Uber Movement is an initiative undertaken by Uber to publish data sets to aid cities in planning and management. The website provides access to download historical travel times, speeds, and movement data, as well as interactive visualizations, tutorials, and case studies.

In 2017, Uber Technologies, the largest and best-known Transportation Network Company (TNC), began sharing limited data about their services in some cities through a program called Uber Movement 1 . It provides historical data on average travel times, speeds, and movement for rides provided by Uber. Data are geographically aggregated to preserve privacy. As of February 2021, data is available for 13 Cities in US and 38 other cities throughout the world. The data is historical and updated at most quarterly 2 . The website provides access to download the data (in CSV format), as well as interactive visualizations, tutorials, and case studies. 

Use cases described on their website include using speed data to evaluate the effects of a traffic calming project in Cincinnati, using travel time data, also in Cincinnati, to evaluate access to healthy food options, quantifying the travel times impact of a bridge closure in London, to evaluate travel time changes due to Metrorail shutdowns in Washington D.C., and examining seasonal variations and the impact of special events on travel times in Brussels, Belgium. 

In an interview with the authors of this resource guidebook 1 , Uber executives described the program as a great learning experience. They described initial reaction from the public sector as very positive and that they found the visualizations compelling. However, public agencies soon identified limitations. The data aggregation is handled by Uber, and the pre-aggregated data that is released often cannot be integrated into regional planning and forecasting models. In addition, by its nature, the data is limited to Uber vehicle movements, which represent at most 12% of vehicles. The data sets are also quite large, and the resources needed by public agencies to manage and analyze the data are significant.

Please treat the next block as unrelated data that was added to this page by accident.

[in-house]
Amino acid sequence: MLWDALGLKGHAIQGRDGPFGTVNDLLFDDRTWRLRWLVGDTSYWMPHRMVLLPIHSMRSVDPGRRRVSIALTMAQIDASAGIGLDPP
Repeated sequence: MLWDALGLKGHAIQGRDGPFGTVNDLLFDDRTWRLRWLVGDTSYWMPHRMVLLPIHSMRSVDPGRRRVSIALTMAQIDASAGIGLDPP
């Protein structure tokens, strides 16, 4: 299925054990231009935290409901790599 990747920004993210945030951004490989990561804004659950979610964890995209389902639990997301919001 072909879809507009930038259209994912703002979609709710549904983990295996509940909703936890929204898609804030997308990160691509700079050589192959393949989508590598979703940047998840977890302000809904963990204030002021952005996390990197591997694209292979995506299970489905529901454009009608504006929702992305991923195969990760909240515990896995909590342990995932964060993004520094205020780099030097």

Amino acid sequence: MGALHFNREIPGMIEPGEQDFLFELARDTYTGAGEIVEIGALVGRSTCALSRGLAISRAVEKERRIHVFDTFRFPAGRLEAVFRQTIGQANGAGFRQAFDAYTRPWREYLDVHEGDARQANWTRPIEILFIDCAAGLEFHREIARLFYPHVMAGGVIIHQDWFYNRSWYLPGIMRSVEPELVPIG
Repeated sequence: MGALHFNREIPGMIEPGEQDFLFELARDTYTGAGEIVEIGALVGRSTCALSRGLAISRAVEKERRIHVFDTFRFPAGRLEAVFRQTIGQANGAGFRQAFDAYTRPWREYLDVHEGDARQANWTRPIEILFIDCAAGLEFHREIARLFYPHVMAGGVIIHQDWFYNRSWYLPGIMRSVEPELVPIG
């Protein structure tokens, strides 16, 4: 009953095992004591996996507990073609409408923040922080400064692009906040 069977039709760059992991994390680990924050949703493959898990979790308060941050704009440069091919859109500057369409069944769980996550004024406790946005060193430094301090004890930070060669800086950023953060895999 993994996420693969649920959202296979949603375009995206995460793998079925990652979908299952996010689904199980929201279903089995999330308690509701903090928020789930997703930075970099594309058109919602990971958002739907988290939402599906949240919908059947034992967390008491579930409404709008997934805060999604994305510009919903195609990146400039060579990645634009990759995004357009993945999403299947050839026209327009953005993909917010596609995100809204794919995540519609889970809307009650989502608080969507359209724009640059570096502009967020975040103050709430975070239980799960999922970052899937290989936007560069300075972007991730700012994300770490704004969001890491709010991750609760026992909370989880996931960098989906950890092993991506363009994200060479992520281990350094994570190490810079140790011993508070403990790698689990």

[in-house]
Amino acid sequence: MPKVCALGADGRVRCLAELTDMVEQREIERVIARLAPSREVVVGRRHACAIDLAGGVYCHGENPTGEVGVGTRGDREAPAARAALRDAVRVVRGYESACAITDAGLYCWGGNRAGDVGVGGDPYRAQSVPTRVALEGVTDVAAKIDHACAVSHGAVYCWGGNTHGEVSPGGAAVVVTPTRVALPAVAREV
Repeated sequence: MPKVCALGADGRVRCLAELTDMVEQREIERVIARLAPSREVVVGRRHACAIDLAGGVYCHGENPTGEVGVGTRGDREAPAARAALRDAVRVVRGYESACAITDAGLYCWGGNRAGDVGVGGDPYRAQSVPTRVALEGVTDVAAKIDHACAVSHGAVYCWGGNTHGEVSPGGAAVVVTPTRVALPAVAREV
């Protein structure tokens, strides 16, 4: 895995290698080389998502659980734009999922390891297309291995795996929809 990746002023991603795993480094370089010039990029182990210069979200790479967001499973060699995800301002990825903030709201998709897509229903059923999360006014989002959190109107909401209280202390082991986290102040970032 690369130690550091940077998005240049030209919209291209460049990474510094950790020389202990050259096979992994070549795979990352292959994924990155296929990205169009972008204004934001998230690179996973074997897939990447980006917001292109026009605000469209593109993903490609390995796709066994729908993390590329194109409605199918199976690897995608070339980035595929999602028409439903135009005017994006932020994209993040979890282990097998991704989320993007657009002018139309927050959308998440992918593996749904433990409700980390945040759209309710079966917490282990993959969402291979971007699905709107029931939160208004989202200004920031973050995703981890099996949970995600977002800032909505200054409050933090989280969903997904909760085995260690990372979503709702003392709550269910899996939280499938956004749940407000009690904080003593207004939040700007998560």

As of 2020, Uber was in the process of rethinking their next steps given the limitations and concerns cited by public agencies, and at the same time, they told us that public agencies are still sorting out what data would be most useful for Uber to provide. In addition to Uber Movement, they have been involved in several other data sharing initiatives, such as the one with SharedStreets and Washington D.C. that is described in the article listed below.

Another short article 3 from 2010 describes a data sharing project between Uber, Washington DC DOT, and SharedStreets.

  • 1 a b Uber. (n.d.). Uber Movement. Retrieved February 11, 2021, from Uber Movement: https://movement.uber.com/
  • 2Sivaram, S.-p. T. (2020, June 24). Director of Policy, Cities and Transportation at Uber, Global Head of Privacy and Security at Uber. (M. McGurrin, Interviewer)
  • 3Uber Makes Peace with Cities by Spilling Its Secrets (https://www.wired.com/story/uber-nacto-data-sharing/), Aarian Marshall, April 16, 2018.